Norovirus Update: Stomach Flu Outbreak Continues

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Science is developing a vaccine for the norovirus. Image courtesy U.S. CDC/Charles D. Humphrey, PhD

Science is developing a vaccine for the norovirus. Image courtesy U.S. CDC/Charles D. Humphrey, PhD

The norovirus is still active here in the United States. Also known as the stomach flu, this virus is relentless and it can infect anyone.

By drinking contaminated water or food, or by touching contaminated surfaces, you can get sick – and once you’re sick, you’re miserable.

Norovirus symptoms include nausea, vomiting, diarrhea, and stomach pain – the stomach bug is responsible for 19-21 million cases every year in the United States and 56,000 – 71,000 hospitalizations and 570-800 deaths each year.

Norovirus in the Schools

When the norovirus hits, it hits hard and fast. In Alexandria, Virginia classes were canceled on Friday, March 14, 2014 at John Adams Elementary School after 200 students and 30 staff members came down with the norovirus in just two days!

According to their local ABC 7 News channel, the school has hired a professional company to disinfect the school. The disinfecting will take place starting on Friday and last through the weekend so that classes can resume on Monday.

Another local news station, ABC 11, reports there has been an outbreak of the nororvirus in Asheville High School and at Issac Dickson Elementary school in Asheville, North Carolina.  More than 160 students from the high school were absent or left school early on Tuesday, March 11, 2014.  More than 140 students were sick at Issac Dickson Elementary School, where testing confirmed that the cause is the norovirus. Workers are wiping down all city schools with a bleach-based solution to hopefully stop the spread of the virus.

Stomach Flu in the Community

The norovirus isn’t just affecting schools across the United States, but in Boise, Idaho The Veterans Affairs Medical Center is under quarantine after several people become ill with the norovirus.

According to local news, 7KTVB, nine people in the Boise VAMC have the norovirus. One person began showing signs of the illness on Friday, March 7, 2104 and visitors were asked to stay away from the extended care facility unless absolutely necessary to prevent the spread of this highly contagious virus.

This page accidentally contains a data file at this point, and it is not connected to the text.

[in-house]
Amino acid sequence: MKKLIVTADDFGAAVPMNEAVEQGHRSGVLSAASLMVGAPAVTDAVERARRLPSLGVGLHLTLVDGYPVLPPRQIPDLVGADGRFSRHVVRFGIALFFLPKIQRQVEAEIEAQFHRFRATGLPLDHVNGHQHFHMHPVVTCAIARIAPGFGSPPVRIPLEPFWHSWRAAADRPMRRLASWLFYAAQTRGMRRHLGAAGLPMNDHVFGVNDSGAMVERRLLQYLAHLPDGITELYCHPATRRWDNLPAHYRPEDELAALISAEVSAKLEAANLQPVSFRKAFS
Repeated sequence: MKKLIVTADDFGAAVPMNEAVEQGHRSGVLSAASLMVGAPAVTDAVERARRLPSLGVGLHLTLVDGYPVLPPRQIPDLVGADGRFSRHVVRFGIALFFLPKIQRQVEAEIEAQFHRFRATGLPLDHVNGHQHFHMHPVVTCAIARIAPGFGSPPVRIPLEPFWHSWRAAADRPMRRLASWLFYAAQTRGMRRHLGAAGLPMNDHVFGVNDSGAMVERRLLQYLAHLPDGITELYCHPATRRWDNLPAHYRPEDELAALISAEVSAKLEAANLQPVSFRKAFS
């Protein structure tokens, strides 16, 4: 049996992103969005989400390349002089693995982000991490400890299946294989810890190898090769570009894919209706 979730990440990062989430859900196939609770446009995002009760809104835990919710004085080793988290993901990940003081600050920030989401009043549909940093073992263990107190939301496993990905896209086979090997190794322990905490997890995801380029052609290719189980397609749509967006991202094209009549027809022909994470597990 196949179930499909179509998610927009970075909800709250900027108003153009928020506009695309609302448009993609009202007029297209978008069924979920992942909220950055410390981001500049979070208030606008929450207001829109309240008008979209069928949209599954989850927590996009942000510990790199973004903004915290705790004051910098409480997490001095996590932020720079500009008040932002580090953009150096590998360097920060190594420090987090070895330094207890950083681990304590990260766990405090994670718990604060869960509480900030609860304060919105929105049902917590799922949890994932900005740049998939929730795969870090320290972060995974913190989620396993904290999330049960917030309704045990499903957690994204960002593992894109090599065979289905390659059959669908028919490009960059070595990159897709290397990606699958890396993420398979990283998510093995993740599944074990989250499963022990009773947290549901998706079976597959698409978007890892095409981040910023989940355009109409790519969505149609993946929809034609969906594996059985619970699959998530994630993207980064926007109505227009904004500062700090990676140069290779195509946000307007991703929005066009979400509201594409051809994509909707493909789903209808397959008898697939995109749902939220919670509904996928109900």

In Minneapolis, four residents of the state veterans home died and more than a dozen staff called in sick all due to the norovirus, reports UPI.

In White City, Oregon at the Southern Oregon Rehabilitation Center and Clinics, more than 200 patients and staff were sick and 17 people were treated at hospitals for dehydration due to stomach flu.

Antiviral Drugs and Vaccines

Unlike the seasonal influenza, there’s no approved vaccine for the norovirus; with thousands of people getting sick every year, a vaccine sounds like a good idea! Well, you maybe in luck in the near future. There are several groups of scientists and researchers who are working on a vaccine or treatment for the norovirus.

At Kansas State University, Dr. Kyeong-Ok Chang, associate professor of diagnostic medicine and pathobiology leads a team of researchers as they develop an antiviral drug to help prevent and treat the norovirus.

At the University of Cincinnati, Dr. David Bernstein, an infectious disease physician enrolled 98 healthy adults into a norovirus vaccine trial. Although those who received the vaccine still got sick when exposed to the norovirus, they were less sick than those who were unvaccinated.

Stomach Flu and You

The norovirus is highly contagious and can leave you pretty sick for a few days – but most people recover without the need of hospitalization. Science is developing antiviral drugs to help prevent and treat the norovirus, and vaccine research continues to develop an effective and safe vaccine for the norovirus.

This begs the question, particularly due to the growing anti-vaccination movement: If science developed a stomach flu vaccine, would you take it?

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